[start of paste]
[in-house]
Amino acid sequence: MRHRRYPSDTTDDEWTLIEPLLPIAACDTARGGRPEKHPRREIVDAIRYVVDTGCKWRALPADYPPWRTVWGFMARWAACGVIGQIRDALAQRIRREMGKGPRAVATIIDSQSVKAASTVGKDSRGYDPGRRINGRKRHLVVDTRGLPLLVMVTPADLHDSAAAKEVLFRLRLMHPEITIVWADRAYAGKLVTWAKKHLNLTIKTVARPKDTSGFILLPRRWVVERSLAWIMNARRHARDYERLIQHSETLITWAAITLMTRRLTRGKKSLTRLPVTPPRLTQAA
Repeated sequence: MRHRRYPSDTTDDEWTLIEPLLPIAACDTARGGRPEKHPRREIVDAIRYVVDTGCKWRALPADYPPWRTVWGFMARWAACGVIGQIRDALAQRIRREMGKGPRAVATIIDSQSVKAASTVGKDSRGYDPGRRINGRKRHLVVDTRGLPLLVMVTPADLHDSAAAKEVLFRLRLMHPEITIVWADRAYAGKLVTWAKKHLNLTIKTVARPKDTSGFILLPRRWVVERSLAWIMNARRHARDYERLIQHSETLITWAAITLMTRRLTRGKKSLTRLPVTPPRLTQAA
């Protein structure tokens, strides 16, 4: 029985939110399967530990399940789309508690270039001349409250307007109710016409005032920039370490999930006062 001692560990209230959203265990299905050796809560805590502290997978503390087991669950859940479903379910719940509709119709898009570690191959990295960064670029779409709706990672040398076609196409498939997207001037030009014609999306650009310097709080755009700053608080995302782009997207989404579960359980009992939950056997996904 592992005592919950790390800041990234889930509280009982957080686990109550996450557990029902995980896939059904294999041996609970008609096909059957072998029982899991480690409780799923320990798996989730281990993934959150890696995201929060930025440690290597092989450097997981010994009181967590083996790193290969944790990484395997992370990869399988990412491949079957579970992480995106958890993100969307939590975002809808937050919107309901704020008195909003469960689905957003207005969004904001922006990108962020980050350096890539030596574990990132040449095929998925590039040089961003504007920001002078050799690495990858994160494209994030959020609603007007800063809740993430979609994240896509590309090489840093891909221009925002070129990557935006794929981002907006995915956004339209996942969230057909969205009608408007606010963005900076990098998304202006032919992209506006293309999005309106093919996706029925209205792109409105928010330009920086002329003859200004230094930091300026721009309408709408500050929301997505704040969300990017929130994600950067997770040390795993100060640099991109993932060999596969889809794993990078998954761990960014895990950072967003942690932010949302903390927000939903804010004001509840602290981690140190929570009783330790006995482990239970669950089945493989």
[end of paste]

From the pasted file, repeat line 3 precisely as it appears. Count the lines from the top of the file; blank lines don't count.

Repeated sequence: MRHRRYPSDTTDDEWTLIEPLLPIAACDTARGGRPEKHPRREIVDAIRYVVDTGCKWRALPADYPPWRTVWGFMARWAACGVIGQIRDALAQRIRREMGKGPRAVATIIDSQSVKAASTVGKDSRGYDPGRRINGRKRHLVVDTRGLPLLVMVTPADLHDSAAAKEVLFRLRLMHPEITIVWADRAYAGKLVTWAKKHLNLTIKTVARPKDTSGFILLPRRWVVERSLAWIMNARRHARDYERLIQHSETLITWAAITLMTRRLTRGKKSLTRLPVTPPRLTQAA